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I used to be a big fan of Castelli bibs, but the X2 pads on my Free Aero, Body Paint, and Sorpasso tights have all fallen apart. The seams on the pad shaping at the front have come unstitched, and the foam has come apart inside the pad making it a lumpy mess. This hasn't happened on any other pads in any of my other shorts - including a pair of Assos bibs I've had for 10 years!

Avatar
Jez Ash [231 posts] 1 year ago
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Something I've noticed since the review was published: these work best with a base-layer (I was always wearing one when testing them).  On recent hot days when I chose not to, the sharp taped edges of the bibstraps would sometimes irritate my nipples.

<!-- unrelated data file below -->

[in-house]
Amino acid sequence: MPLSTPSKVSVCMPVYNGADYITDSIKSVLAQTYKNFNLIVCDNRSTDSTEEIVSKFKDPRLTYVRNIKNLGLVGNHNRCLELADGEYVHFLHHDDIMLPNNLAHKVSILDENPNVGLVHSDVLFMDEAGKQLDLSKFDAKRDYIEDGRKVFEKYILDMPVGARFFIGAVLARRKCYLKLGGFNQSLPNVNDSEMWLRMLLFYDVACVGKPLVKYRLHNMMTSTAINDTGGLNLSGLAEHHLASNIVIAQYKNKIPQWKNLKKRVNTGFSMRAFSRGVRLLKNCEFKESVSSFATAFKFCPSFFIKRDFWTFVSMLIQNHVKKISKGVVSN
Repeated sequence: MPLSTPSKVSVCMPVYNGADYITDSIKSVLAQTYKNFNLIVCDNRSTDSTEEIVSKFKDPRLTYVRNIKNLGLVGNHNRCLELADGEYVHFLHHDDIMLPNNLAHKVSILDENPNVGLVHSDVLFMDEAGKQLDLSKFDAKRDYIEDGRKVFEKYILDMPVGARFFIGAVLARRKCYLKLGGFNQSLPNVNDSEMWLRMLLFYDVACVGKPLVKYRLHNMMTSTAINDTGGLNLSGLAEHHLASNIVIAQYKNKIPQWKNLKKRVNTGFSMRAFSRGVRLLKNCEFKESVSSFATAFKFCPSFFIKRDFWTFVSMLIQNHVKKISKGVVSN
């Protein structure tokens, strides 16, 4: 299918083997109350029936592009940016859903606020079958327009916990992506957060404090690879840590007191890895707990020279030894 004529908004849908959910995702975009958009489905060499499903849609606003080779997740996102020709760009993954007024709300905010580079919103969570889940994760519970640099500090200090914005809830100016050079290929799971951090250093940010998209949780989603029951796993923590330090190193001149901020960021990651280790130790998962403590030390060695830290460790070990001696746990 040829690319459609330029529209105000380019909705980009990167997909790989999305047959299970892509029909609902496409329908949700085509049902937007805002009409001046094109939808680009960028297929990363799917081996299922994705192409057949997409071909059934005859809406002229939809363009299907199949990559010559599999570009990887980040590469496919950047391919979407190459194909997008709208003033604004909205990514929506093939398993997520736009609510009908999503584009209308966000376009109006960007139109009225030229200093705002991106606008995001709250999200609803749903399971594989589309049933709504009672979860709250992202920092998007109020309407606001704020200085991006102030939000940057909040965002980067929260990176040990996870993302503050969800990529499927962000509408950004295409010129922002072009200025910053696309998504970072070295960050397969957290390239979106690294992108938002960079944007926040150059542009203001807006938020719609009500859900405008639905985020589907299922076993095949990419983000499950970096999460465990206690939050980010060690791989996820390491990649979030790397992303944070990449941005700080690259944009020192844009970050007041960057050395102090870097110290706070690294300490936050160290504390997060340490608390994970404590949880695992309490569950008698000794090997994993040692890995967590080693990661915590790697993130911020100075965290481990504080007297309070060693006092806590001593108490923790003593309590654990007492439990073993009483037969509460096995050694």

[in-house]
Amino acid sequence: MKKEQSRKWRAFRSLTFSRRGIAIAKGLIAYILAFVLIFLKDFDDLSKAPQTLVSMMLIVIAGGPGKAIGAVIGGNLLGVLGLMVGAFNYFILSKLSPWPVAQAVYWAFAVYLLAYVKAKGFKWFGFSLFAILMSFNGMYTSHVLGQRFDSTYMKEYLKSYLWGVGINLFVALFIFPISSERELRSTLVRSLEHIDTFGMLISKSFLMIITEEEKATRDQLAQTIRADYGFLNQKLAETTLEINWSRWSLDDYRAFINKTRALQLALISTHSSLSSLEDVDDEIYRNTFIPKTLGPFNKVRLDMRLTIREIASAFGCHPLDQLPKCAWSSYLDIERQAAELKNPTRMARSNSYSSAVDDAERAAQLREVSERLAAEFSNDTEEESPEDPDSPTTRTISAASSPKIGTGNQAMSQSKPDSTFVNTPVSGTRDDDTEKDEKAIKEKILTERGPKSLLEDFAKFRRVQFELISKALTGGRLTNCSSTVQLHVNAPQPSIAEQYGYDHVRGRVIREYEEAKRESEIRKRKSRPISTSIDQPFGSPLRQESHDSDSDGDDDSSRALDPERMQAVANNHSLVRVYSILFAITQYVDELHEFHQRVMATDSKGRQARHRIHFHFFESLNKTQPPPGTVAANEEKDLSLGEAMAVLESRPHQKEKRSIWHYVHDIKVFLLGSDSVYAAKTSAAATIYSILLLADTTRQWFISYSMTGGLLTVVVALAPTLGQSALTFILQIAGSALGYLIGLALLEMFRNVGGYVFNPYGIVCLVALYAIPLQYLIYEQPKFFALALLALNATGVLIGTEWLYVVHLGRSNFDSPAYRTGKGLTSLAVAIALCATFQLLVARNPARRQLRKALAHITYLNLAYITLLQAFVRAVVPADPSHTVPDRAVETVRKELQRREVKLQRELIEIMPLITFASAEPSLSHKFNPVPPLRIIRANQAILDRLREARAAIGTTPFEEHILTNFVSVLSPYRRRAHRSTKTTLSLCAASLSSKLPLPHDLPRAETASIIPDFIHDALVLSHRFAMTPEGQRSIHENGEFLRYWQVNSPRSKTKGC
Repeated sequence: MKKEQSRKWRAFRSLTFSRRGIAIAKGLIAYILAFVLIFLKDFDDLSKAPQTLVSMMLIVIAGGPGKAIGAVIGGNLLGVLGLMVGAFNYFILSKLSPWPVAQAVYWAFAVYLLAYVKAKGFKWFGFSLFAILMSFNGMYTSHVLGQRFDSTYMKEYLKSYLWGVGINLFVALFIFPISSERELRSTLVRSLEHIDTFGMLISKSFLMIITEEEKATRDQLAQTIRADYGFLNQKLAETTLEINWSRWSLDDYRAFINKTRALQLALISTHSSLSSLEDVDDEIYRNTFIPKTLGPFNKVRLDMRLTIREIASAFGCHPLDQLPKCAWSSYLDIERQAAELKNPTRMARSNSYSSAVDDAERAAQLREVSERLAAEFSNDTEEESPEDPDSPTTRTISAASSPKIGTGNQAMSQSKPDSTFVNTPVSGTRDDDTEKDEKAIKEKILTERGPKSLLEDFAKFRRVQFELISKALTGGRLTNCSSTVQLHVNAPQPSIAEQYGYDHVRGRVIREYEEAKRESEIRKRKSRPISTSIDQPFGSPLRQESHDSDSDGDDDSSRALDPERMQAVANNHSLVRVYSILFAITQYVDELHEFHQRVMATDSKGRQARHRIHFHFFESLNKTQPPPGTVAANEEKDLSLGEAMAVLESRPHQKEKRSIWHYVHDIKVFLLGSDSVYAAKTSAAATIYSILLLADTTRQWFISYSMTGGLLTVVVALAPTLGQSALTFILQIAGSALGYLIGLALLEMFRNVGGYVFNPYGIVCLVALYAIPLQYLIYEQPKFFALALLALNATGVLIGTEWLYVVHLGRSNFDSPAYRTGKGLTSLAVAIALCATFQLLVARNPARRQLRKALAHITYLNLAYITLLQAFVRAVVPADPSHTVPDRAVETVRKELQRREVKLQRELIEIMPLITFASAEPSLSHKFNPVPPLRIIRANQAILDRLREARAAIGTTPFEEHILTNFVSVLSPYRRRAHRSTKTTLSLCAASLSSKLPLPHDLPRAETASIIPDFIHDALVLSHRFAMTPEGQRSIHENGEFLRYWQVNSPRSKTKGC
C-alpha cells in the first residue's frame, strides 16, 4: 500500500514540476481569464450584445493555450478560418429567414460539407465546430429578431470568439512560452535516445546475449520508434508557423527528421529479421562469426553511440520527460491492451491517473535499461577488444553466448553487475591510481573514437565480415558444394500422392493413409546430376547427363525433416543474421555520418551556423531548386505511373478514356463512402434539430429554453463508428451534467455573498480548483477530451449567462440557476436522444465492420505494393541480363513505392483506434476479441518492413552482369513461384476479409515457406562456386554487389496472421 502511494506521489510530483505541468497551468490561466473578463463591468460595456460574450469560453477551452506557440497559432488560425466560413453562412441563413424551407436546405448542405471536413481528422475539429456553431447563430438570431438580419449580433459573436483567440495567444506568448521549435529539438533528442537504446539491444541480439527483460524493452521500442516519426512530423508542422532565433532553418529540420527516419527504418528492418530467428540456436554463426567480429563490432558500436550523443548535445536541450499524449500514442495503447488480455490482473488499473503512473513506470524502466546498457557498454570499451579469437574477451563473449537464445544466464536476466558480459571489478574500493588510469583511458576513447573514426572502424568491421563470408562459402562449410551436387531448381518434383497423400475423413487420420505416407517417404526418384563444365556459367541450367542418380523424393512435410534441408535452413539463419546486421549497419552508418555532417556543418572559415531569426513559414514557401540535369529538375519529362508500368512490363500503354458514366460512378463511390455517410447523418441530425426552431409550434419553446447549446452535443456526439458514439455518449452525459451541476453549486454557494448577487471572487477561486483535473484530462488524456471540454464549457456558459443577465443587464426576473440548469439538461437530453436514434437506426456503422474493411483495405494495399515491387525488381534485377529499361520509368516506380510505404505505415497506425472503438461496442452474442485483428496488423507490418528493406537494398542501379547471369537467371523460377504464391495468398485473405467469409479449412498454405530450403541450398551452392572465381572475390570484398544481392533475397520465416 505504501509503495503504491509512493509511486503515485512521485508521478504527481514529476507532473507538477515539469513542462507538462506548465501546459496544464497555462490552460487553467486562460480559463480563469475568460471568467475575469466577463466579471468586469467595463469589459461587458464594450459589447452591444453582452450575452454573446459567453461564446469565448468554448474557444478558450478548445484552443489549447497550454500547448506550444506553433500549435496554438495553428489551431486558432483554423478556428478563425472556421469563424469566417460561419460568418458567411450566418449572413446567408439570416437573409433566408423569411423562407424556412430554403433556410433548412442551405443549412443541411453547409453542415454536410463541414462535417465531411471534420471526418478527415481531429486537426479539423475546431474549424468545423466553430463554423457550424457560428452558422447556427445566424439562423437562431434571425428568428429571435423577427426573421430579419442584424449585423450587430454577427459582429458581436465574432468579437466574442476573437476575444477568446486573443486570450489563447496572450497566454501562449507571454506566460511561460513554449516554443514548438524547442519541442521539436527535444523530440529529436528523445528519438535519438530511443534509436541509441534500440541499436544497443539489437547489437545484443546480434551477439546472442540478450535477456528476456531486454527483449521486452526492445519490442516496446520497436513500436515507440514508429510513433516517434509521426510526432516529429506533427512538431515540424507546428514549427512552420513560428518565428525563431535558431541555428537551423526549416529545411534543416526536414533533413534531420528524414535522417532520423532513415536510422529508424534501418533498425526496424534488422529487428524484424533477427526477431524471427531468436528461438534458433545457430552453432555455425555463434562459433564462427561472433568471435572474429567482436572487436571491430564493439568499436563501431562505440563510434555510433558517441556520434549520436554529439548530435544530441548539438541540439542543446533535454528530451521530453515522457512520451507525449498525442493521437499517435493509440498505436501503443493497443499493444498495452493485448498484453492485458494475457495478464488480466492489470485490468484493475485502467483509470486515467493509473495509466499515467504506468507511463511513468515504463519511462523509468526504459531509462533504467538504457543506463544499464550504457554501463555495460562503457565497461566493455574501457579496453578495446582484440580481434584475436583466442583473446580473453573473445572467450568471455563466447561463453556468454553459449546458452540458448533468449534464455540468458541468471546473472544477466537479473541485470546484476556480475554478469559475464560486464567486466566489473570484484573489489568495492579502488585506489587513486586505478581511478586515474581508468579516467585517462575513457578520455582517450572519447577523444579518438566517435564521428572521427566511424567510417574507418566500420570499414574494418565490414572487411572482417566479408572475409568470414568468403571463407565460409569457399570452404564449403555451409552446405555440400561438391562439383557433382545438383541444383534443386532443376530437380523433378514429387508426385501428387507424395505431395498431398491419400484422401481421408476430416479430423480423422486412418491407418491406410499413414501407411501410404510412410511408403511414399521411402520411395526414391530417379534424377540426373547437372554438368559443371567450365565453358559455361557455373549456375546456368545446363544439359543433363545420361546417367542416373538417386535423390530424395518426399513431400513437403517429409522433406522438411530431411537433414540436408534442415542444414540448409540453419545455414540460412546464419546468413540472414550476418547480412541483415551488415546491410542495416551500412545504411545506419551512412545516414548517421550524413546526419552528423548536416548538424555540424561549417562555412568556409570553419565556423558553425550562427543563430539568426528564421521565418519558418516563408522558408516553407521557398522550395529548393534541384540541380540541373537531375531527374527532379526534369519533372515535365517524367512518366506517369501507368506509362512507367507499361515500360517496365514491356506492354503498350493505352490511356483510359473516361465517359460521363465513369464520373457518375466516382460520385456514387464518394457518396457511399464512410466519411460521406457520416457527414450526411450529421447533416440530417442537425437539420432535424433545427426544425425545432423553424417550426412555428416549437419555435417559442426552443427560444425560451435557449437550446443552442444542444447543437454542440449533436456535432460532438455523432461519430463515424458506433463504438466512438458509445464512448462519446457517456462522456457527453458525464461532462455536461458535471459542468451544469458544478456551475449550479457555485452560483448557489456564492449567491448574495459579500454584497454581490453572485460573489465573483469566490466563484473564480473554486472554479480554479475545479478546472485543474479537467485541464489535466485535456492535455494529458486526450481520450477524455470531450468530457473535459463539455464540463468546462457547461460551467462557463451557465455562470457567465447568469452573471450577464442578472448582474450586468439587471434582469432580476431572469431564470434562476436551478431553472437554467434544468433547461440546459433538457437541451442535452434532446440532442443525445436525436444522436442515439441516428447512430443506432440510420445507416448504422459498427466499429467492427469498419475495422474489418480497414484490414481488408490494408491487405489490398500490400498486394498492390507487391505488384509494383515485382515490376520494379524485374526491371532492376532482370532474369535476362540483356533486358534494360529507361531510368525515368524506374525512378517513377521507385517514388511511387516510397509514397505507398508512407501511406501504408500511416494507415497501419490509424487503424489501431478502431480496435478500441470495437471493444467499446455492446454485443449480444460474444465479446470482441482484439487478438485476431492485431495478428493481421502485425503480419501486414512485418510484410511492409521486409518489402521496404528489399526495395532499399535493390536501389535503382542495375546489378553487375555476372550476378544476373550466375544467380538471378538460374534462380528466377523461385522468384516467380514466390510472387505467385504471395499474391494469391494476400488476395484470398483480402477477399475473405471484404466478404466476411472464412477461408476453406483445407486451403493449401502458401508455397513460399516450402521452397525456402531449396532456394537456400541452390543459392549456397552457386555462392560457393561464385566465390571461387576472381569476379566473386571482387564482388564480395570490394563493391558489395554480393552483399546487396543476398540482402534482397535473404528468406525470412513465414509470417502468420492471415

Avatar
bartsie [17 posts] 1 year ago
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Jez Ash wrote:

Something I've noticed since the review was published: these work best with a base-layer (I was always wearing one when testing them).  On recent hot days when I chose not to, the sharp taped edges of the bibstraps would sometimes irritate my nipples.

I just got a Climbers 2.0 jersey and need shorts to go with it. The Inferno seems a natural fit, however this one with its somewhat lower weight and luxury features seems like an alternative. It looks like the Climbers jersey is supposed to be worn without a base layer, as it is itself rather meshy and baselayer-y. What your be your choice? Have you come into contact with Inferno's straps?